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Programming Distributed Systems with YAMI4

5.1.4 .NET

In .NET the outgoing message is created by the agent when the user code asks it for sending a new message:

OutgoingMessage message = myAgent.Send("tcp://somewhere:12345",
    "my_object", "do_something", content);

The parameters object provided for the message is no longer referenced for this particular message and can be therefore modified (or destroyed) by the user code without affecting the message in any way.

Above, the message is sent to the given target, destination object name and with a given message name. The content object is supposed to be a parameters object; if it is null, the empty object is used by default.

The possible message states are defined in the MessageState enumeration type. As described in the main part of this section, message states can be tracked and used for synchronization to enable the user code to align its processing with the message progress that is performed by background tasks. Thus, a complete idiom for message sending in .NET can involve the following structure:

try {
    OutgoingMessage message =
            "my_object", "do_something", content);

    // do something else while the message makes progress
    // or synchronize with its completion:

    OutgoingMessage.MessageState state = message.State;
    if (state == OutgoingMessage.MessageState.REPLIED) {
        Parameters replyContent = message.Reply;

        // extract values from the reply content and use them
        // ...

    } else if (state == OutgoingMessage.MessageState.REJECTED) {
        string reason = message.ExceptionMsg;

        // the reason is a description of the exception or error
        // that caused the message rejection

    } else {
        // the message has been abandoned,
        // because the given channel has been closed

} catch (YAMIIOException ex) {
    // message could not be sent because the connection
    // was not established with remote agent

In addition to the proper idiom for managing complete messaging cycle in the command-response interaction, the above example shows that in case of successful reception of message reply, the reply content can be extracted from the outgoing message object.

The WaitForCompletion() and WaitForTransmission() functions support the optional relative timeout argument. If the timeout argument is omitted, the execution can potentially block forever. The absolute timeouts are supported by the Absolute() variant of these functions.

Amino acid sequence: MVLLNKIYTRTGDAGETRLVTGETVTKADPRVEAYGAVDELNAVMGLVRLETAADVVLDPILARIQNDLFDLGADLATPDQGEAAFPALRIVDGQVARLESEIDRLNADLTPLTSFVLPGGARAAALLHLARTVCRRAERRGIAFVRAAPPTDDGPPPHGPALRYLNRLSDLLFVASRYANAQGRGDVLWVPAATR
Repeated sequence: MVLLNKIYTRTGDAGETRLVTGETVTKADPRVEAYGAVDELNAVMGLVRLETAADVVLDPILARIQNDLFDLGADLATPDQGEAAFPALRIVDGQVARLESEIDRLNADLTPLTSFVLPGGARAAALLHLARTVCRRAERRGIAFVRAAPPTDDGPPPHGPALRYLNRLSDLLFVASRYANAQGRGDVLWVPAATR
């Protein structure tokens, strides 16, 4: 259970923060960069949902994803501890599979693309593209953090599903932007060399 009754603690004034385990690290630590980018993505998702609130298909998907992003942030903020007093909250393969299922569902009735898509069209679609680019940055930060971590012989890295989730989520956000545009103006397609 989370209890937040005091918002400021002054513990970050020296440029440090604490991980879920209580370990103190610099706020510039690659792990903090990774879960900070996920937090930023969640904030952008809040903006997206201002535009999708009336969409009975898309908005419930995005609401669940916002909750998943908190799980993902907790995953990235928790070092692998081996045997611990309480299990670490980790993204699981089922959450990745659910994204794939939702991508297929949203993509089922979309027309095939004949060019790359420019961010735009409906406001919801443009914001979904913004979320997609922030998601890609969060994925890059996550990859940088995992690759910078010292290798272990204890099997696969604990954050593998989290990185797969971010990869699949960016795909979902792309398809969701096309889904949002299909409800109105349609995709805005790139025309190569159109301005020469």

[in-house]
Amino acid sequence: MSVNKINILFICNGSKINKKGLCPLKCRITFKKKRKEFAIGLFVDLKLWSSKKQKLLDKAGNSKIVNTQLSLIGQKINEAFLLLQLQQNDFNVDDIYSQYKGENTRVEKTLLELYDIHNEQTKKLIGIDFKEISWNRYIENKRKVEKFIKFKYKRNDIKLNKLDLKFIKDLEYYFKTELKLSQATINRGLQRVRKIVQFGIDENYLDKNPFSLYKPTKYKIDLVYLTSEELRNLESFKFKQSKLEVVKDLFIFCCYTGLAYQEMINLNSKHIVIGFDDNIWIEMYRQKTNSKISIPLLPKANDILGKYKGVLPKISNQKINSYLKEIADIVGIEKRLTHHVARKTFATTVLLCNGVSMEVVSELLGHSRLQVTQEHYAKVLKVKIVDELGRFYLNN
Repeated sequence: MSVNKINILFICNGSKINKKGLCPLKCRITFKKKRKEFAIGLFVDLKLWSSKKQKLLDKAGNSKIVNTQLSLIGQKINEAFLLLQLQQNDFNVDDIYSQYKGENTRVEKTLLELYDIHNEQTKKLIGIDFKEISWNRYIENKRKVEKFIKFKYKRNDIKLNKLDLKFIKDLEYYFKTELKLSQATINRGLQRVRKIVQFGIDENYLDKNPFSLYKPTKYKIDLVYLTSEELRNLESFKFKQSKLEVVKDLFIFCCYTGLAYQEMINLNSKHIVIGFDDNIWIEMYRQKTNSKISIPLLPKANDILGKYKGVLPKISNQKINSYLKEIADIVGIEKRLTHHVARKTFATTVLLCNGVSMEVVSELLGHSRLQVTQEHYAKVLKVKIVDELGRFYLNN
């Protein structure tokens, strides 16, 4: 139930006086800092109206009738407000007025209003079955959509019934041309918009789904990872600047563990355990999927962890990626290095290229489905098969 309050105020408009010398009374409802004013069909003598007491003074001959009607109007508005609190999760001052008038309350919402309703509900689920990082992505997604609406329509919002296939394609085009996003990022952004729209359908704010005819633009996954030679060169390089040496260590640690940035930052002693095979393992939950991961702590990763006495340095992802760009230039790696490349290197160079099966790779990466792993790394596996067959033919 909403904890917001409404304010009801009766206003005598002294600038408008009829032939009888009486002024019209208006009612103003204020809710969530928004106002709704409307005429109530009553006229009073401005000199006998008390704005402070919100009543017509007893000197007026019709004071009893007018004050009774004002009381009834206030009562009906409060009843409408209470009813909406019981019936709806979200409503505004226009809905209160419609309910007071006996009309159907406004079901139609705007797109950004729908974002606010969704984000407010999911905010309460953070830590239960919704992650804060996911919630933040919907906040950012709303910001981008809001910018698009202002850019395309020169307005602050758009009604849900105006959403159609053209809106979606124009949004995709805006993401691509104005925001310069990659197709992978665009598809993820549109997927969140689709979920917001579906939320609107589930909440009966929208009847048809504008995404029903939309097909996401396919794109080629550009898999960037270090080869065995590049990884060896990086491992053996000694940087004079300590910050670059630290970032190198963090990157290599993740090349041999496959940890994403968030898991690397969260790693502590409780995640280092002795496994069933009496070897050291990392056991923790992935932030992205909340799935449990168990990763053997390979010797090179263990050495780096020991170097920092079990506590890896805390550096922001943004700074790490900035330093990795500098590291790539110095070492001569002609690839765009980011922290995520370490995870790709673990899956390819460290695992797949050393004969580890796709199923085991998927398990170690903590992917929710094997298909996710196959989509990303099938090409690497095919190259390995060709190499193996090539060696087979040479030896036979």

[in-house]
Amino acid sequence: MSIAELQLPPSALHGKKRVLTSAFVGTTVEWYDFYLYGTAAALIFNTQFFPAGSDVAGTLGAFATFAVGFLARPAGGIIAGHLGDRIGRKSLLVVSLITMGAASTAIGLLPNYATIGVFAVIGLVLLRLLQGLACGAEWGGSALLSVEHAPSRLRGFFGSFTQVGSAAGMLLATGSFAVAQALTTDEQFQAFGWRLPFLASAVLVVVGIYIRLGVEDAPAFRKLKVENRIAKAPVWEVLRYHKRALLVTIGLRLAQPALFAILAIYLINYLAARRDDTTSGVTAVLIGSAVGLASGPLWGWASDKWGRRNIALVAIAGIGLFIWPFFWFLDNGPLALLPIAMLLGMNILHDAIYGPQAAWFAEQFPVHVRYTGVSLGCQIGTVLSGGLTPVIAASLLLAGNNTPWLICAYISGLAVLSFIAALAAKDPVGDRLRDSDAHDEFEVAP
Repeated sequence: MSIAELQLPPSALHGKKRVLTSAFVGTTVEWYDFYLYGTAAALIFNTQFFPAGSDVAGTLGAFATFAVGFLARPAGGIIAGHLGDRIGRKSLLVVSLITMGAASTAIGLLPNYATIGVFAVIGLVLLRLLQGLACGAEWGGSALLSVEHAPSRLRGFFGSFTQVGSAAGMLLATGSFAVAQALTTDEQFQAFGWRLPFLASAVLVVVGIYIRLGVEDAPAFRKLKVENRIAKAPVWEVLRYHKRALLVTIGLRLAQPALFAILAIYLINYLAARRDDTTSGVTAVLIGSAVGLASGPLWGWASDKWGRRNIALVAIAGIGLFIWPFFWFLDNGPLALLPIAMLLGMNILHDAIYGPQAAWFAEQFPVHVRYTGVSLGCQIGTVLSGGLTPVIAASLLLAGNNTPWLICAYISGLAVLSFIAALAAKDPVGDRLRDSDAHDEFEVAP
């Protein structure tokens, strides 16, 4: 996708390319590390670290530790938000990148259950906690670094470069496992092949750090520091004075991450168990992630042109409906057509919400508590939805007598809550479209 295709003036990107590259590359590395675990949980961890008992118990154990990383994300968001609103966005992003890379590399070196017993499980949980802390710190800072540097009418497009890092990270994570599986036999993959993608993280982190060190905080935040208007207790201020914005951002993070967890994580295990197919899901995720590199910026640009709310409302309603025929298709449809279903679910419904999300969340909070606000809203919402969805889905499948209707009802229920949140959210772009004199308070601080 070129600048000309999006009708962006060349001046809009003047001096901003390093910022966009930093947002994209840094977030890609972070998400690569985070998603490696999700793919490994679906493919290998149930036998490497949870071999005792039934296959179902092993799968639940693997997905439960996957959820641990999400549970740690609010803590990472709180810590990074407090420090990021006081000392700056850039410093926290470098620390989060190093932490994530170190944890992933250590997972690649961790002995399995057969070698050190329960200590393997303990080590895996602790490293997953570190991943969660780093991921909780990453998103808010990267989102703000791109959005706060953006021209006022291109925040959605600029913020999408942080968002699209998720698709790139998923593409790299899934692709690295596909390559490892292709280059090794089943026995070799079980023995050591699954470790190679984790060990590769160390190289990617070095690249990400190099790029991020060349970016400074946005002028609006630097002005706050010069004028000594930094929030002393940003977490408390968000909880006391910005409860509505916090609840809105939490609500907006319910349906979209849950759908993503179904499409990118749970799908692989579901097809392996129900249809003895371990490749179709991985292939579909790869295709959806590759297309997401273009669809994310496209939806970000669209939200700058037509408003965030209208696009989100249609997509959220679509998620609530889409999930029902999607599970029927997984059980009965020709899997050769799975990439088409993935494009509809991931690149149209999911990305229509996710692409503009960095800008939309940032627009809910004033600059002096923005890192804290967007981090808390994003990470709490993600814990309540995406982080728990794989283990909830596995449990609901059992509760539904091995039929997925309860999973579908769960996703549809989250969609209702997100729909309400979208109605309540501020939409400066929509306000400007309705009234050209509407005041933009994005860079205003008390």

Outgoing messages are associated with some internal resources in the agent. These resources should be disposed when no longer needed, which is achieved with the Close() method call.

Asynchronous outgoing message notification, useful in those applications where the blocking nature of Wait... functions would not be convenient (this is particularly relevant in GUI programs), is based on user-provided callbacks that implement appropriately defined interface:

public delegate void OutgoingMessageHandler(OutgoingMessage sender);

The implementation of this callback delegate can be provided to separately overloaded Send function when the message is sent:

OutgoingMessage message = myAgent.Send(
    "my_object", "do_something", content);

The callback object is automatically invoked each time there is a state change in the outgoing message object. The typical callback implementation will therefore be similar to the idiom presented above, where the message state is obtained with the State property.

Note that the callback is executed in the context of the agent worker thread and should not block unnecessarily, as this would prevent the agent worker thread from making progress with other tasks. It is safe to call non-blocking functions on the same agent.

The outgoing message object can still be explicitly Close()d if the message is not yet completed - this is recommended to avoid memory leaks in case the message reply or rejection is known to never arrive. The outgoing message object and its callback are automatically cleaned up after reporting one of the completing message states.